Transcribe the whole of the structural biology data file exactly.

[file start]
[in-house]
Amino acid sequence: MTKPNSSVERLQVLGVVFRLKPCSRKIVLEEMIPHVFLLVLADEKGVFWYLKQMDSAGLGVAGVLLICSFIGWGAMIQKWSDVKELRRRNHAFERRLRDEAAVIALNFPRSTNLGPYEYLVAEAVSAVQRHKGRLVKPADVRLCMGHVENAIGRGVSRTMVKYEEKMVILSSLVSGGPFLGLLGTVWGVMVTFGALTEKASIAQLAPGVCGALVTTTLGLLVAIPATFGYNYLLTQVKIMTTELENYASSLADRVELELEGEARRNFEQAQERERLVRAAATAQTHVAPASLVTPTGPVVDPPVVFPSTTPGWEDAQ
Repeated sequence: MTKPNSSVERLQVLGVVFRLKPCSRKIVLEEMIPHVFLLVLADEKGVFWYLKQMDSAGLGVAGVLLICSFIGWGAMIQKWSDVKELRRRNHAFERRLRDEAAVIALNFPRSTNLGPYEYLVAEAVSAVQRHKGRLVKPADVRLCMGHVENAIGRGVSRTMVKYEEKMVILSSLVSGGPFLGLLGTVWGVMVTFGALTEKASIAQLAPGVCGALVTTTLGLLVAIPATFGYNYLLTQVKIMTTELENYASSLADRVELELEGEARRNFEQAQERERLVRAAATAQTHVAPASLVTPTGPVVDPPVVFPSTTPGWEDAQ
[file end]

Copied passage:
[in-house]
Amino acid sequence: MTKPNSSVERLQVLGVVFRLKPCSRKIVLEEMIPHVFLLVLADEKGVFWYLKQMDSAGLGVAGVLLICSFIGWGAMIQKWSDVKELRRRNHAFERRLRDEAAVIALNFPRSTNLGPYEYLVAEAVSAVQRHKGRLVKPADVRLCMGHVENAIGRGVSRTMVKYEEKMVILSSLVSGGPFLGLLGTVWGVMVTFGALTEKASIAQLAPGVCGALVTTTLGLLVAIPATFGYNYLLTQVKIMTTELENYASSLADRVELELEGEARRNFEQAQERERLVRAAATAQTHVAPASLVTPTGPVVDPPVVFPSTTPGWEDAQ
Repeated sequence: MTKPNSSVERLQVLGVVFRLKPCSRKIVLEEMIPHVFLLVLADEKGVFWYLKQMDSAGLGVAGVLLICSFIGWGAMIQKWSDVKELRRRNHAFERRLRDEAAVIALNFPRSTNLGPYEYLVAEAVSAVQRHKGRLVKPADVRLCMGHVENAIGRGVSRTMVKYEEKMVILSSLVSGGPFLGLLGTVWGVMVTFGALTEKASIAQLAPGVCGALVTTTLGLLVAIPATFGYNYLLTQVKIMTTELENYASSLADRVELELEGEARRNFEQAQERERLVRAAATAQTHVAPASLVTPTGPVVDPPVVFPSTTPGWEDAQ